Justice Caleb Stegall wrote an 84-page dissent, arguing that Section 1 of the Constitution only prevents the state from passing laws that aren’t reasonably related to the common welfare or that are arbitrary, irrational or discriminatory.
Stegall declared the majority’s decision “fundamentally alters the structure of our government to magnify the power of the state — all while using that power to arbitrarily grant a regulatory reprieve to the judicially privileged act of abortion.”
The decision abandons the original meaning of that part of the Bill of Rights, Stegall wrote, and “paints the interest in unborn life championed by millions of Kansans as rooted in an ugly prejudice.”
Justice Dan Biles agreed with the majority ruling but wrote separately that he would have used a different test to determine if the 2015 ban unduly restricted abortions.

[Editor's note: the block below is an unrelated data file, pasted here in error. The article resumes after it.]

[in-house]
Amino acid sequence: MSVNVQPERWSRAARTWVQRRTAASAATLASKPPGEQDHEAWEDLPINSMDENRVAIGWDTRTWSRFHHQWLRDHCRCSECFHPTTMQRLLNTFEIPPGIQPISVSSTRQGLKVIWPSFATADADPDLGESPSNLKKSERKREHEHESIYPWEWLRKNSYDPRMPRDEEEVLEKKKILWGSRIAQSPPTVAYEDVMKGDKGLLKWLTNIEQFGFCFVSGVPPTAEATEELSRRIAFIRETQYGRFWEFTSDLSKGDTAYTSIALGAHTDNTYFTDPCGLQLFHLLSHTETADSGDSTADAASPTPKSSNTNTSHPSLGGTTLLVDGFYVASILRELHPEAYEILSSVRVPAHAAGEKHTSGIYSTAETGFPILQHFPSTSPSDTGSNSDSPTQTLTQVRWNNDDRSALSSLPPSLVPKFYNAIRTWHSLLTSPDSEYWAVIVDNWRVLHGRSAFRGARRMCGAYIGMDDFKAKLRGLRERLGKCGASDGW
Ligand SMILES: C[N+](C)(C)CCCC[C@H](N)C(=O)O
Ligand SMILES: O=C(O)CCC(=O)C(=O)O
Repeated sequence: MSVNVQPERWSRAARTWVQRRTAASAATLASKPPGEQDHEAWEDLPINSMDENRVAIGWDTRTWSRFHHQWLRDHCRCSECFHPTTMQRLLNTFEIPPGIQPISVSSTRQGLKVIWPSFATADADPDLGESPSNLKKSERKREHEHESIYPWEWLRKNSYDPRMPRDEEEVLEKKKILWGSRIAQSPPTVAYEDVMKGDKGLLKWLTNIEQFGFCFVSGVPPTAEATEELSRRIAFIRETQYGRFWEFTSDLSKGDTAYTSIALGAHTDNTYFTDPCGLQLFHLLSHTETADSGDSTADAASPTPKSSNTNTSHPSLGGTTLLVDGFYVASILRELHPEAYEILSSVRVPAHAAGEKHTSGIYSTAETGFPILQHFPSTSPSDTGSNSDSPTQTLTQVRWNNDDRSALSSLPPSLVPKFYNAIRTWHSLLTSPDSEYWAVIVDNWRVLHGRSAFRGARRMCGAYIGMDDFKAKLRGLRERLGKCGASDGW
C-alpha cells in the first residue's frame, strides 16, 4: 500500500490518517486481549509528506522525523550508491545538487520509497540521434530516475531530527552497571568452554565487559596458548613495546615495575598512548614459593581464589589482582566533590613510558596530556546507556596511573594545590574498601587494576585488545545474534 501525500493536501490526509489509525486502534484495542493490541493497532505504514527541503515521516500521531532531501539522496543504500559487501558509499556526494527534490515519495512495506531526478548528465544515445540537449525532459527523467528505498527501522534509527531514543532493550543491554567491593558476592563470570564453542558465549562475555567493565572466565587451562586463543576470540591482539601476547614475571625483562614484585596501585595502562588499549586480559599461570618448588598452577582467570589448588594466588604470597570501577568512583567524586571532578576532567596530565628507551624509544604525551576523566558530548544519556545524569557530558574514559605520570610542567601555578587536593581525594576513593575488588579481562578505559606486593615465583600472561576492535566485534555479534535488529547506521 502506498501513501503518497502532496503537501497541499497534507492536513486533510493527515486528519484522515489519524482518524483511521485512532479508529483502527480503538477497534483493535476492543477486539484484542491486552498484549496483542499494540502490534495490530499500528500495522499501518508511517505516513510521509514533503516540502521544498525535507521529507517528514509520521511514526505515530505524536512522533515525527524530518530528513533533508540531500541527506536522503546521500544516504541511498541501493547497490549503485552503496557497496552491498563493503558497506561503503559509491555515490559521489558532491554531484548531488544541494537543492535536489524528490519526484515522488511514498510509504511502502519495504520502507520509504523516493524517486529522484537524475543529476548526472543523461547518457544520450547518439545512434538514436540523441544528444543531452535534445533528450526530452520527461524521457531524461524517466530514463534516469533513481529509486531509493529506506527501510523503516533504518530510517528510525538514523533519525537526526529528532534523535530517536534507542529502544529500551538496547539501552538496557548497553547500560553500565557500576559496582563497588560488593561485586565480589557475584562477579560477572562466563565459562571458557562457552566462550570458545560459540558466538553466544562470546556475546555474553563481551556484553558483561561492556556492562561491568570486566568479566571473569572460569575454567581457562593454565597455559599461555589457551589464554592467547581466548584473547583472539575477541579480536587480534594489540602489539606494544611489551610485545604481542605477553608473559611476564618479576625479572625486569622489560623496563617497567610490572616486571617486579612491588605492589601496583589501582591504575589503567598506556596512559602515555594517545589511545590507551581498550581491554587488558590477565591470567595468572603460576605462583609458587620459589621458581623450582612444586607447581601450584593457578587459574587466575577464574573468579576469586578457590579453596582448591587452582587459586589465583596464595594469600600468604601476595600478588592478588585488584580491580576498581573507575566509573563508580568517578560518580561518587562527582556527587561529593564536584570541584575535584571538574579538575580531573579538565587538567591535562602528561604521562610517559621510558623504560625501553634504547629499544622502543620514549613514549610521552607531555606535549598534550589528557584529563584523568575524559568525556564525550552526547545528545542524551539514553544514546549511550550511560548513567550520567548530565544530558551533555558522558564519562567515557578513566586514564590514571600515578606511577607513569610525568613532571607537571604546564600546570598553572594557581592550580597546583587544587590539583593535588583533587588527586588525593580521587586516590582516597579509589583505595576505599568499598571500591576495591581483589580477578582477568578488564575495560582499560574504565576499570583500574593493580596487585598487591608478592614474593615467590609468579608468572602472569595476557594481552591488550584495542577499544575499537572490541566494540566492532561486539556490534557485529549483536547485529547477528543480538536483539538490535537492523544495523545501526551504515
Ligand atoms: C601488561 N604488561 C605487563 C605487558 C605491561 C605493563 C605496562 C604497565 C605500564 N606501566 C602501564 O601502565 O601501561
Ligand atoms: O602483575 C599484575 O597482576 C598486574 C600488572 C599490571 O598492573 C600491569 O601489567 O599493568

Stegall was appointed by conservative Republican Sam Brownback. Of the other six justices, four were appointed by Democrat Kathleen Sebelius. Two were put on the court by Republican Bill Graves, a moderate.
Nationally, more than 90 percent of abortions happen in the first trimester. The Guttmacher Institute says that in later abortions, women often struggled with logistics such as paying for the procedure earlier, or have trouble finding and traveling to an abortion provider.
The lawsuit filed by Hodes and Nauser was unusual because they didn’t base their case on the U.S. Constitution, but rather on the state constitution. The state countered that the 1859 Kansas Constitution couldn’t possibly include a right to abortion because abortion was largely illegal at the time it was drafted.
Shawnee County District Judge Larry D. Hendricks sided with the plaintiffs and blocked the law from taking effect. Hendricks ruled that the Kansas Bill of Rights “independently protects the fundamental right to abortion.”
He also said that alternatives to dilation and evacuation weren’t reasonable. He said the law “would force unwanted medical treatment on women, and in some instances would operate as a requirement that physicians experiment on women with known and unknown safety risks as a condition (of) accessing the fundamental right of abortion.”